After Soroti, Pope John Paul II returned to Kampala and, in the afternoon, went to Rubaga Cathedral, where he met Catholic priests and the religious.
Katende says the Pope never said mass at the Cathedral. “We just had evening prayers with him. Of course the Cathedral was closed to the public. But there were multitudes of Christians outside the Cathedral wanting to catch a glimpse of the Pope.”
A joint choir of seminarians from St. Mbaaga’s Seminary Ggaba and Ggaba National Seminary led the singing. During his address, the Pope did not sit in the Cathedra, but on the scarlet-red arm-chair, which was placed infront of the main altar.
The chair had been bought by the late Hon. Patrick Musisi, to be used by the main celebrant during mass. It is the same chair that the Pope had sat on at Namugongo. That chair is still at Rubaga Cathedral. It is the chair that the main celebrant sits on.
By the time the Pope came out of the Cathedral, it was getting dark. All the same, he managed to shake hands with some including members of the Cathedral Foundation whom he gave Rosaries. He also planted a tree in the courtyard of the presbytery, before inaugurating the memorial clock of his visit, erected near the Cathedral. The Pontiff was later taken to the residence of the Archbishop, to sign in the visitors’ book.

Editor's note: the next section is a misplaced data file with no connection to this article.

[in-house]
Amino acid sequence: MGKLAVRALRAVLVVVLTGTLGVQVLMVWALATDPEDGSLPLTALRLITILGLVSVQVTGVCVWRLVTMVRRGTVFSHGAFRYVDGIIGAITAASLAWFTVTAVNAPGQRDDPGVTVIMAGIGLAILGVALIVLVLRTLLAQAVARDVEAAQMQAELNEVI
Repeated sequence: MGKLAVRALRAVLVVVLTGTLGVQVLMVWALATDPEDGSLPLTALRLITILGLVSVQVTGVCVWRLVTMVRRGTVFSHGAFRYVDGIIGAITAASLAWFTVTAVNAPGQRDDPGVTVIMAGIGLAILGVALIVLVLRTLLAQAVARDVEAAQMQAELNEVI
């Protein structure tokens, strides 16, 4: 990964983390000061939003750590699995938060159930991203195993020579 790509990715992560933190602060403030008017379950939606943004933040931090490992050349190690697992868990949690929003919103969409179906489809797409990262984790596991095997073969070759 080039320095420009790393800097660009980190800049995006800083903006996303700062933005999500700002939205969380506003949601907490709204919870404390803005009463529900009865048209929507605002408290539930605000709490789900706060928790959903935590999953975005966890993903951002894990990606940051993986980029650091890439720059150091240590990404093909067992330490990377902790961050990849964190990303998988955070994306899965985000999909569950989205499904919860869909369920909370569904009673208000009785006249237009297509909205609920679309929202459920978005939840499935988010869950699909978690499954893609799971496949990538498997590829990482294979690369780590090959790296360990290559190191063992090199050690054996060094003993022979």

“The Rubaga ceremony was very marvelous,” Katende said. “I remember the pope as a very down to earth person and I am not surprised he is a saint now. He carried himself in a very dignified manner, despite the excitement his presence created among Ugandans.
Mrs Museveni(R), President Museveni(C), and Pope John Paul II (L)
Day 6: Pope departs
On February 10, the Pope flew back to Italy. Wamala recalls: “We accompanied him to Entebbe Airport, where the President was waiting for him. The Pontiff expressed his gratitude to the president and Ugandans for their warm hospitality.
The departure of the Pope was an emotional moment. He spent about 2 minutes at the entrance of the Alitalia A-30 Airbus, bidding farewell to President Museveni, government dignitaries and several Ugandans that went to Entebbe to see him off. He disappeared into the plane a few moments later and again waved back. By 9:30 am, he was airborne, bound for Sudan.
Earlier during his farewell speech, the Pontiff said: “The noble people of Uganda will remain forever in my heart and prayers. Having derived much joy and comfort from your love, I entrust you and your families to the goodness and loving kindness of God.”
He also had these words in Luganda: “Ayi Katonda Kitaffe, Kuuma Uganda. Mweraba, Omukama Abakuume.”